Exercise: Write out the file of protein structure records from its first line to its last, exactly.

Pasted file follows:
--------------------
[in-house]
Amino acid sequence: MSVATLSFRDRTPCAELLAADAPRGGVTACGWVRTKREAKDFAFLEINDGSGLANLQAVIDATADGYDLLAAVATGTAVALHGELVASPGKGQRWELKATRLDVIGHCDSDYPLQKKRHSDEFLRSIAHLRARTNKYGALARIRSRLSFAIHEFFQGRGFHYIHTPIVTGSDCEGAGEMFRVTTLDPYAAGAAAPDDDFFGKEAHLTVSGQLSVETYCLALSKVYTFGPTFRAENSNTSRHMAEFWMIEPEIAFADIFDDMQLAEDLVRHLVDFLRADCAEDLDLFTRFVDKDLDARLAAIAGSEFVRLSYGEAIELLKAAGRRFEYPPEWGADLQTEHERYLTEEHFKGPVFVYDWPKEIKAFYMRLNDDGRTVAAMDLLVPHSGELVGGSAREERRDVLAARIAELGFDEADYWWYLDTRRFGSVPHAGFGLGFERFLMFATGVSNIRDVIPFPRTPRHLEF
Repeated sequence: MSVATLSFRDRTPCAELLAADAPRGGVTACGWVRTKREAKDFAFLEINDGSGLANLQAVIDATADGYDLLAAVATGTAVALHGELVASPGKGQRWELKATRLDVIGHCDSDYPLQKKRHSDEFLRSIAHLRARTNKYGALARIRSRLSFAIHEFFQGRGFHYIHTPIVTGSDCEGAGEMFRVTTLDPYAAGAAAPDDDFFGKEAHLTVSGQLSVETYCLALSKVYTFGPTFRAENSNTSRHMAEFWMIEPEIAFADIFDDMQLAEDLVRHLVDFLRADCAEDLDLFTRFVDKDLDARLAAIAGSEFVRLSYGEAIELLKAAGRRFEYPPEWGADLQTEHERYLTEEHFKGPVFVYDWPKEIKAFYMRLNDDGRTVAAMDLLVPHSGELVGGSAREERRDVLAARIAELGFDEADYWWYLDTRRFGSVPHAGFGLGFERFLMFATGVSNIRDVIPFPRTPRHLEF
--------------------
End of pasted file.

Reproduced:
[in-house]
Amino acid sequence: MSVATLSFRDRTPCAELLAADAPRGGVTACGWVRTKREAKDFAFLEINDGSGLANLQAVIDATADGYDLLAAVATGTAVALHGELVASPGKGQRWELKATRLDVIGHCDSDYPLQKKRHSDEFLRSIAHLRARTNKYGALARIRSRLSFAIHEFFQGRGFHYIHTPIVTGSDCEGAGEMFRVTTLDPYAAGAAAPDDDFFGKEAHLTVSGQLSVETYCLALSKVYTFGPTFRAENSNTSRHMAEFWMIEPEIAFADIFDDMQLAEDLVRHLVDFLRADCAEDLDLFTRFVDKDLDARLAAIAGSEFVRLSYGEAIELLKAAGRRFEYPPEWGADLQTEHERYLTEEHFKGPVFVYDWPKEIKAFYMRLNDDGRTVAAMDLLVPHSGELVGGSAREERRDVLAARIAELGFDEADYWWYLDTRRFGSVPHAGFGLGFERFLMFATGVSNIRDVIPFPRTPRHLEF
Repeated sequence: MSVATLSFRDRTPCAELLAADAPRGGVTACGWVRTKREAKDFAFLEINDGSGLANLQAVIDATADGYDLLAAVATGTAVALHGELVASPGKGQRWELKATRLDVIGHCDSDYPLQKKRHSDEFLRSIAHLRARTNKYGALARIRSRLSFAIHEFFQGRGFHYIHTPIVTGSDCEGAGEMFRVTTLDPYAAGAAAPDDDFFGKEAHLTVSGQLSVETYCLALSKVYTFGPTFRAENSNTSRHMAEFWMIEPEIAFADIFDDMQLAEDLVRHLVDFLRADCAEDLDLFTRFVDKDLDARLAAIAGSEFVRLSYGEAIELLKAAGRRFEYPPEWGADLQTEHERYLTEEHFKGPVFVYDWPKEIKAFYMRLNDDGRTVAAMDLLVPHSGELVGGSAREERRDVLAARIAELGFDEADYWWYLDTRRFGSVPHAGFGLGFERFLMFATGVSNIRDVIPFPRTPRHLEF